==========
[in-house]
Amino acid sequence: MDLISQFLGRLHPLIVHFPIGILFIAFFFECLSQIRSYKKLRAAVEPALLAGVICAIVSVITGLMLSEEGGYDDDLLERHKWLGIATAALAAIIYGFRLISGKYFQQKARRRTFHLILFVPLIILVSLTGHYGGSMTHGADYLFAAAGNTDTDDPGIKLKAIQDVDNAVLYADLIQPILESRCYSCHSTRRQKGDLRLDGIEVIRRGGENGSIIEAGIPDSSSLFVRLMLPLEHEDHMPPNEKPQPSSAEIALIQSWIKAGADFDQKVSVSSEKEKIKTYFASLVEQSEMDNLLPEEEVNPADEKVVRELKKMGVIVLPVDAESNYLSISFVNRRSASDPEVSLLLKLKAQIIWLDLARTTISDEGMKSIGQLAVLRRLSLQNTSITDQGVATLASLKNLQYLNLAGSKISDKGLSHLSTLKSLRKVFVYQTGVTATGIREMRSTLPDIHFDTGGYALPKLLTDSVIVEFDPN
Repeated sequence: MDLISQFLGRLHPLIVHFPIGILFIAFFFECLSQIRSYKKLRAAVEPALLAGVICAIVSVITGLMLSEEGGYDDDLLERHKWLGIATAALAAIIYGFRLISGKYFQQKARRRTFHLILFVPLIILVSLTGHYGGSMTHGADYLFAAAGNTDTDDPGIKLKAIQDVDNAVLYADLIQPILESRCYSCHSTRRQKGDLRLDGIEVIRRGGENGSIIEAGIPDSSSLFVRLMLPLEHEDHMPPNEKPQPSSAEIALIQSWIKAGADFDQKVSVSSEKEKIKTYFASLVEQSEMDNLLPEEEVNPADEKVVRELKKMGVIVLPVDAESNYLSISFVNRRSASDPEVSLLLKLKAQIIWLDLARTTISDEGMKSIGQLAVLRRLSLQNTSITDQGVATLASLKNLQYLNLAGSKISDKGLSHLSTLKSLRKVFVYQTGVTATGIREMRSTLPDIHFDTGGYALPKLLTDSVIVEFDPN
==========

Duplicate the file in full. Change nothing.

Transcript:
[in-house]
Amino acid sequence: MDLISQFLGRLHPLIVHFPIGILFIAFFFECLSQIRSYKKLRAAVEPALLAGVICAIVSVITGLMLSEEGGYDDDLLERHKWLGIATAALAAIIYGFRLISGKYFQQKARRRTFHLILFVPLIILVSLTGHYGGSMTHGADYLFAAAGNTDTDDPGIKLKAIQDVDNAVLYADLIQPILESRCYSCHSTRRQKGDLRLDGIEVIRRGGENGSIIEAGIPDSSSLFVRLMLPLEHEDHMPPNEKPQPSSAEIALIQSWIKAGADFDQKVSVSSEKEKIKTYFASLVEQSEMDNLLPEEEVNPADEKVVRELKKMGVIVLPVDAESNYLSISFVNRRSASDPEVSLLLKLKAQIIWLDLARTTISDEGMKSIGQLAVLRRLSLQNTSITDQGVATLASLKNLQYLNLAGSKISDKGLSHLSTLKSLRKVFVYQTGVTATGIREMRSTLPDIHFDTGGYALPKLLTDSVIVEFDPN
Repeated sequence: MDLISQFLGRLHPLIVHFPIGILFIAFFFECLSQIRSYKKLRAAVEPALLAGVICAIVSVITGLMLSEEGGYDDDLLERHKWLGIATAALAAIIYGFRLISGKYFQQKARRRTFHLILFVPLIILVSLTGHYGGSMTHGADYLFAAAGNTDTDDPGIKLKAIQDVDNAVLYADLIQPILESRCYSCHSTRRQKGDLRLDGIEVIRRGGENGSIIEAGIPDSSSLFVRLMLPLEHEDHMPPNEKPQPSSAEIALIQSWIKAGADFDQKVSVSSEKEKIKTYFASLVEQSEMDNLLPEEEVNPADEKVVRELKKMGVIVLPVDAESNYLSISFVNRRSASDPEVSLLLKLKAQIIWLDLARTTISDEGMKSIGQLAVLRRLSLQNTSITDQGVATLASLKNLQYLNLAGSKISDKGLSHLSTLKSLRKVFVYQTGVTATGIREMRSTLPDIHFDTGGYALPKLLTDSVIVEFDPN